Though I’ve only mentioned it once previously, Howard Bryant’s “Juicing The Game : Drugs, Power and The Fight For The Soul Of Major League Baseball” (Viking, 2005) isn’t merely 2005’s most impressive baseball book, but also a provocative, well-researched meditation on the last 12 or so years in the sport’s history. Much like Bryant’s sobering “Shut Out : A Story Of Race & Baseball In Boston”, “Juicing the Game” provides historical context for an explosive issue that few of Bryant’s colleagues have looked at with an inquiring mind.
Q: The book finished up after the congressional hearings this spring. Since that point we’ve seen Rafael Palmeiro contradict his forceful testimony by testing positive for steroids. We’ve seen Jason Giambi’s career undergo a miraculous resurgence after he was nearly sent to the minors earlier this spring. We’ve also read about your source which mentioned a possible 50 more positive tests. Is what we’ve seen and heard just the tip of this iceberg? Is baseball headed for a cataclysmic downfall?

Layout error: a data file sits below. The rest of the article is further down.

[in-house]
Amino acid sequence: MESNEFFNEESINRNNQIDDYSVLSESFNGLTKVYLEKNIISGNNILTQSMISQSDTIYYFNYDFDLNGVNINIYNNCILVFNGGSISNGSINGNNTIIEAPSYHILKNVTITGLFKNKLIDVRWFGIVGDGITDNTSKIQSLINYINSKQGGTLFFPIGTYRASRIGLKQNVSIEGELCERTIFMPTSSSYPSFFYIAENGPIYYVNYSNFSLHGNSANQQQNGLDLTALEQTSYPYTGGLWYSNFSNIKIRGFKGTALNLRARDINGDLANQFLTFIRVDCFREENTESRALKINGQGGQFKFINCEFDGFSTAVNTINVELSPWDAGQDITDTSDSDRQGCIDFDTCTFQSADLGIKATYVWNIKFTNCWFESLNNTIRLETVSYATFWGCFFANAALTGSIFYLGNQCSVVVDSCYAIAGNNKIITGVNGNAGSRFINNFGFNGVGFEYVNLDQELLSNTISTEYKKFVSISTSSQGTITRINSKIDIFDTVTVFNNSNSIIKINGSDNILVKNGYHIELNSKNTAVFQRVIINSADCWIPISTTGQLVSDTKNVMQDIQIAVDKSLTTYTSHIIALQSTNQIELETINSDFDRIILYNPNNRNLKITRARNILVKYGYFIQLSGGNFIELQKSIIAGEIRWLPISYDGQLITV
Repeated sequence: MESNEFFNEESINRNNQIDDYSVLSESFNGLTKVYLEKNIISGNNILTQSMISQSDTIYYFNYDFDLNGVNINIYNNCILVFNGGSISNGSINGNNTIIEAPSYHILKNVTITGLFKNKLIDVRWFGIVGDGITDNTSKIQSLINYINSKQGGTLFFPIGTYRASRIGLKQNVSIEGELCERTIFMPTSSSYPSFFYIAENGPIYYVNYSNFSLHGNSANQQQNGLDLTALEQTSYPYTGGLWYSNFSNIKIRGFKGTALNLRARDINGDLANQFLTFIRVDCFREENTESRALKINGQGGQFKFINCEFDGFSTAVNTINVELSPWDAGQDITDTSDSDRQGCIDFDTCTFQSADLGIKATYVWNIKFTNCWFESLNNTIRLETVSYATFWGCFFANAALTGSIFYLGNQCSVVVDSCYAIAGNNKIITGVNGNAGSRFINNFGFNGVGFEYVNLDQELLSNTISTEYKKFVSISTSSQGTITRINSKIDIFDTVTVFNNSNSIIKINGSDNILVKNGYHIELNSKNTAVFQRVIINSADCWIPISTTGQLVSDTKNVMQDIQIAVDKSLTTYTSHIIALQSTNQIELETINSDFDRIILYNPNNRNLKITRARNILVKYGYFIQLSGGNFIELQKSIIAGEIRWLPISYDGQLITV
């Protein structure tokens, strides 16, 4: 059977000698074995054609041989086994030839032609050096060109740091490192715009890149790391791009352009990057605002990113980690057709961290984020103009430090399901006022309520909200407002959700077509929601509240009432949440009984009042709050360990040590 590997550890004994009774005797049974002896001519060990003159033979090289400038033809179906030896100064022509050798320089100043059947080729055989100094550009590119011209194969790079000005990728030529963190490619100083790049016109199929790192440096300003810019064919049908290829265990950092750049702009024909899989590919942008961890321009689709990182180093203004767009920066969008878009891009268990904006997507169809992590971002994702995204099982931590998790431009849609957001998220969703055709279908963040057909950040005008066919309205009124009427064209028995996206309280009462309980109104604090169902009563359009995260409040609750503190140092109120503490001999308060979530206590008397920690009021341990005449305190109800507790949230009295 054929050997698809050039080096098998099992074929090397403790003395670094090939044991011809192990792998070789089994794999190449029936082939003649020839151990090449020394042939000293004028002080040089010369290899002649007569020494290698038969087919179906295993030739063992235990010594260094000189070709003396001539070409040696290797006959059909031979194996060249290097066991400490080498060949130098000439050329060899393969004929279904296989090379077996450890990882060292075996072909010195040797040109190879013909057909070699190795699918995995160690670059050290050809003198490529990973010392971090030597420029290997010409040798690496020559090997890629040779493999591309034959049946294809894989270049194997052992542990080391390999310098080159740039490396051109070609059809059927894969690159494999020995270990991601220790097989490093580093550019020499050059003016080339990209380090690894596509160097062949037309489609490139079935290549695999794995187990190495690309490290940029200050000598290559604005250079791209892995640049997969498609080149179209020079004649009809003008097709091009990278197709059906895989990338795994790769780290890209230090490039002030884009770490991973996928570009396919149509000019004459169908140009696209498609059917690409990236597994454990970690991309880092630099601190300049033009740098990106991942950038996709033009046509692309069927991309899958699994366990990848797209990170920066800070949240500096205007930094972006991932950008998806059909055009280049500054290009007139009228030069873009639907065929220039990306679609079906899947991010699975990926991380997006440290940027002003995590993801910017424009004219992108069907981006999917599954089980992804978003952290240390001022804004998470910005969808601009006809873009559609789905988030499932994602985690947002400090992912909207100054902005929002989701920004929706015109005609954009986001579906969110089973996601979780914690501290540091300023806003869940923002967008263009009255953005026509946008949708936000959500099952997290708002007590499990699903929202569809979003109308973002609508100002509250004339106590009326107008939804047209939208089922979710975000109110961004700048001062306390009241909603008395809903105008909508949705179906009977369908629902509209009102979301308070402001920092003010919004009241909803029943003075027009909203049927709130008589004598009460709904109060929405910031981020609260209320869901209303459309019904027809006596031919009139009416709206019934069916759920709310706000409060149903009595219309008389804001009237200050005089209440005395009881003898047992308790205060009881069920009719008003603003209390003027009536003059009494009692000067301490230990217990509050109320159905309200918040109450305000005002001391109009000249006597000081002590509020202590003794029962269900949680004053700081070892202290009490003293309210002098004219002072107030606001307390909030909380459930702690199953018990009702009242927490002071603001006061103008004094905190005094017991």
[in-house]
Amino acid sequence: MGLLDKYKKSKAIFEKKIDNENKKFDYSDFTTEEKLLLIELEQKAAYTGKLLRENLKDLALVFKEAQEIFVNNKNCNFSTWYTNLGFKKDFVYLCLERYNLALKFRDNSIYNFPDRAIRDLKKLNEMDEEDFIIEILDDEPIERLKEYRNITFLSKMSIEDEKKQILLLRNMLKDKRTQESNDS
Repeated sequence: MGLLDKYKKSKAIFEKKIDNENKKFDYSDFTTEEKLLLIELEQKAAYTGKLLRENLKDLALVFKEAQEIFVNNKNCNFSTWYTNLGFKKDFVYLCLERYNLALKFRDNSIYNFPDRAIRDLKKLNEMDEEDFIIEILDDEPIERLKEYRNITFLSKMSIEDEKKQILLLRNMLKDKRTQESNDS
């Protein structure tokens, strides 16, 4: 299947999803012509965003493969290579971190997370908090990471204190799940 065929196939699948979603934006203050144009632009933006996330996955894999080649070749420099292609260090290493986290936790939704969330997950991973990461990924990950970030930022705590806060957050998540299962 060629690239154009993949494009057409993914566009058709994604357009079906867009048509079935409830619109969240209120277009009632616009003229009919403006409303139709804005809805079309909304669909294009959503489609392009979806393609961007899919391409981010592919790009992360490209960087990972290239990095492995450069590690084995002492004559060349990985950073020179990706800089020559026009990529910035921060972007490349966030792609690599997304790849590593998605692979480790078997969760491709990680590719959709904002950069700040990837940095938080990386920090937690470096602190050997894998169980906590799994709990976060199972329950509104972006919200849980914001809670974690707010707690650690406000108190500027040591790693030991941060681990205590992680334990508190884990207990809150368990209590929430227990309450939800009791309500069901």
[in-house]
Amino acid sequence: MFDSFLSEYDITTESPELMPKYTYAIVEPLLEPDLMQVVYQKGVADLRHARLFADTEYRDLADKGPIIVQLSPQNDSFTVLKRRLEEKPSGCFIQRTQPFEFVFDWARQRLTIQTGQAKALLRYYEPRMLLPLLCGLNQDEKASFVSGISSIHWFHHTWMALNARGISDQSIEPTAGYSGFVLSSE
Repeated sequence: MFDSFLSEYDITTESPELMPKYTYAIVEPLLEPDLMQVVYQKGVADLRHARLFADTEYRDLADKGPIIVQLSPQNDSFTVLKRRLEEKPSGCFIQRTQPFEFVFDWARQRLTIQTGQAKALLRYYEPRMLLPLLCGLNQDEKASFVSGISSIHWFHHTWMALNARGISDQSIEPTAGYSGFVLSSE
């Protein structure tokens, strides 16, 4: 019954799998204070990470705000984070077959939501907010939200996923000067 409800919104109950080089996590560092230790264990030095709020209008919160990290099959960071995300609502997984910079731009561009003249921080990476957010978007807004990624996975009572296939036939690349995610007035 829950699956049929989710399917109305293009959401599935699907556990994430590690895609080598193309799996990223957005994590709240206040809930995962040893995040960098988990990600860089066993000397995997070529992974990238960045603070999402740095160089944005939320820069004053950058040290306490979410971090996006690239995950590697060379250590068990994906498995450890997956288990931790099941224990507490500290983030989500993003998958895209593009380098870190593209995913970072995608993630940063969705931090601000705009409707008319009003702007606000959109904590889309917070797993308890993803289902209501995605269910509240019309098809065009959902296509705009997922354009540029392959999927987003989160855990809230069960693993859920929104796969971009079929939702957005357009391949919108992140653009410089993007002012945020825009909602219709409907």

A: I don’t think baseball is near any type of cataclysmic downfall, mostly because like most complicated stories, few people care to assess the damage. The rest have blinders on and have come to accept a cheapening of the product as “progress.” I think the game has been reduced, certainly in the eyes of the younger generation, which does not hold the sport in any kind of high esteem. I think the lasting effect will be a slower ebb, much like the political world after Watergate. You still follow, you still vote, but you believe less and less in the institution. Over time, I think we’ll see the end of the sport as a “national pastime,” even as it continues to soar financially. It is a nuanced argument that requires real thought at a time when people don’t want to think. They don’t want to know, which is no different than how the baseball leadership responded. They just want to be entertained, at all cost, because they know what is behind the curtain. It is an attitude in of itself rife with cynicism